Other lawmakers fared better Tuesday. Senate Minority Leader Mitch McConnell, R-Ky., held a joint event with Sen. Rand Paul, R-Ky., in Owensboro, Ky., and fielded questions from a mostly friendly crowd. Both McConnell and Paul focused on what they see as government overreach and ways to lessen the budget deficit to members of the Rotary and Kiwanis Clubs of Owensboro.
"We have the government in every nook and cranny of our lives: our business life, our personal life," Rand said. "We have government run amok."
In his remarks before taking questions from the crowd McConnell mentioned Friday's downgrading of the nation's credit rating by the S & P calling it a "good wake up call," to Congress.
"There's plenty of room to criticize Standard & Poor's but to the extent that that was related to the size of our debt, and our deficit, maybe it's a good wake up call," McConnell said, noting the country's $14 trillion debt.
McConnell also said the government needs to "quit borrowing, quit spending, quit over-regulating."
The only somewhat critical moment came when an audience member told McConnell, "I think we need some politicians in Washington to really stand up for the people, and I think if they don't do it they're not going to have a job much longer."
"Well, that's obviously what the people of Kentucky can decide when I get my report card," McConnell said.
The GOP Senate leader is up for reelection in 2014.
"We were given a choice between doing nothing and doing something," McConnell said of the debt ceiling deal made just one day before the Aug. 2 deadline. "The president asked us to raise the debt ceiling in April and cut nothing. Absolutely nothing. We said we're not going to do that. And we got as much as we could out of this without raising taxes."
Sen. John McCain, R-Ariz., held a town hall Monday night in Gilbert, Ariz., and it didn't go nearly as smoothly as McConnell and Paul's. The former GOP presidential nominee faced an angry crowd, who took him to task on the economy and for characterizing "tea party" members as "hobbits" during the debt ceiling debate, according to the Arizona Republic.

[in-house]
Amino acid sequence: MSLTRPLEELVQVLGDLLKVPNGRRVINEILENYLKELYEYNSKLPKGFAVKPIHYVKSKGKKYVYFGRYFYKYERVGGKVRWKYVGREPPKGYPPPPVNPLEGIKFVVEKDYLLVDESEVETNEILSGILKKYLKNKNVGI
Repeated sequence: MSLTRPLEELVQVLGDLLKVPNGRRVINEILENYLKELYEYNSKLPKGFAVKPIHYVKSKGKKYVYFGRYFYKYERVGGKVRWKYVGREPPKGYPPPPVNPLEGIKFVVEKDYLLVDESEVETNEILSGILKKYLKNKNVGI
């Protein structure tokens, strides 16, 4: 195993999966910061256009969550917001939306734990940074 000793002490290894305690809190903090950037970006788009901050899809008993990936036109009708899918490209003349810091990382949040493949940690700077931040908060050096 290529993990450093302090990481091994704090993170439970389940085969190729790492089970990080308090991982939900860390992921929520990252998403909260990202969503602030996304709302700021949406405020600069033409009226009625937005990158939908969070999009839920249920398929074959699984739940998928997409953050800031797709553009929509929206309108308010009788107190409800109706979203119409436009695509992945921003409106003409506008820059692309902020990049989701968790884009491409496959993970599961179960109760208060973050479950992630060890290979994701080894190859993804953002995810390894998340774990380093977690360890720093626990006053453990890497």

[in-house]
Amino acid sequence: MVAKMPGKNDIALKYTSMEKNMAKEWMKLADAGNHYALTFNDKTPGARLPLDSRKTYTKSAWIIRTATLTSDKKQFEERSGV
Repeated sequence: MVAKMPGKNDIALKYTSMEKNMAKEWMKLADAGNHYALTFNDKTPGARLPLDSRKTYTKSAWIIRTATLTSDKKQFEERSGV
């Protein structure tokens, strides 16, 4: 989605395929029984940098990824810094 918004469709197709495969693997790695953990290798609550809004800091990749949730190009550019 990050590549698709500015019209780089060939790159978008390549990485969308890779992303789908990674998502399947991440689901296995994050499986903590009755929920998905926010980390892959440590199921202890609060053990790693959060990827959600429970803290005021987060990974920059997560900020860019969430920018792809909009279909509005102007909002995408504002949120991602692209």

During the question and answer portion of the event, McCain said he was reading out of a Wall Street Journal editorial to make a point about fellow GOP congressmen's insistence on a balance budget amendment before voting to raise the debt ceiling.
"What apology is in order?" McCain answered when asked if he would apologize. "What was wrong that I said?
"There was no way that a balanced-budget amendment would have passed the Senate. If anyone said that it could, they were not being truthful. Hobbits are not real, and the point is that it was not real," McCain said. "You should not deceive people and say that something like a balanced-budget amendment could happen. ... It's not my fault that it was misunderstood. I'm sorry that it was misunderstood."
McCain also told the crowd that he will "match my record as a fiscal conservative against anyone in the House and Senate, including new members."
"I have fought both the Republican and Democratic leaders on spending. I will defend my record," McCain said.
The topic of the economy also came up Tuesday when representatives from the other side of the aisle, including liberal groups and unions upset at the lack of jobs legislation being pushed by the administration and Congress, announced their own program to get Americans back to work.